Here’s a quick and easy way to add a colour picker lookup to an AX form.
I’ve seen a number of different ways to add colour picker support to an AX form, but so far, this has been the easiest. It is not ideal, because the colour picker opens up as a dialog window, something which can’t be easily worked around without resorting to using custom ActiveX or .NET controls.
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Last month I wrote a series of posts about reducing the power consumption of the ESP8266, showing how I got the power consumption of a weather station down to 54 μAh per 5 minute reporting cycle.
At the end of that, I thought further improvements would be mainly tweaks and fine tuning, but Tobias wrote a comment explaining that it would be possible to avoid the initial network scan happening as part of the WiFi network association. I’m happy to say that it is possible, and it works quite well indeed.
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Dynamics AX 2012 introduces built-in support for resolving and looking up linked records based on reference record IDs.
When adding a reference record ID field to a form, AX will add a reference group control instead of the reference record ID, and will show a selected set of fields from the referenced table. See the posts about tree lookups for an example.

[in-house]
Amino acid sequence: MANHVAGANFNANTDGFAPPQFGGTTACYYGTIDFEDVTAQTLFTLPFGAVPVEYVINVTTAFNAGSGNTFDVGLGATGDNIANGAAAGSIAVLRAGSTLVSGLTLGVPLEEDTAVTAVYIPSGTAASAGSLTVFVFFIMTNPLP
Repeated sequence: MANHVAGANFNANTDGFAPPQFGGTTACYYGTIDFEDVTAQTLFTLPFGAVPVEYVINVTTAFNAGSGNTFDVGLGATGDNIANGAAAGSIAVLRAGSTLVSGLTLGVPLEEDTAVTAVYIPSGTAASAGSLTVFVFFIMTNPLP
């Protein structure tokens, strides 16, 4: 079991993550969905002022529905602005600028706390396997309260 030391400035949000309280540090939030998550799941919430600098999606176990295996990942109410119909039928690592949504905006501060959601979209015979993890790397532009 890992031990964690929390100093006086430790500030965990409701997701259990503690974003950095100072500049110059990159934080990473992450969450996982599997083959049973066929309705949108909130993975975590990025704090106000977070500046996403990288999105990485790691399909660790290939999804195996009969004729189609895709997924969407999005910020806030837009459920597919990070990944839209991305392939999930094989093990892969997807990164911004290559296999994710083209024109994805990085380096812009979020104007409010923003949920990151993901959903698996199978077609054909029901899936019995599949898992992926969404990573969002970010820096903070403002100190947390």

The reference group control also does lookups into the referenced table for selecting a new value. However, by default this lookup is not filtered and will show all records in the referenced table. Adding filtering is quite easy to do and it follows a similar pattern as regular table lookups.
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According to best practices, data-related code that accesses data from the database or otherwise would benefit multiple forms should be placed on the table. Examples of this are display methods, validations and business logic to be executed on inserts, updates, deletes.
It would be logical to think tool tips would be included as well, and there is a record method called toolTipField() which can be overridden in your table.
Only problem is, it’s not working. (At least not in 2012R3) The code doesn’t even get called.
To work around it, add the tool tip code directly to your forms instead. Not best practice according to the book, but what works will always trump what doesn’t…
This is a post to explain the basics of electronics, starting with Ohm’s law.
Ohm’s law describes the relationship between the voltage, current and resistance in a circuit, and it is one of the basic physical laws that controls how circuits work.
We need to understand this law in order to select the correct resistors to use in our circuits and to control how much current will flow. We also need to know how much power our circuit will draw and how much power each component will dissipate. Too much power and things will heat up too much, burning out.
And yes, this post does contain garden hoses…
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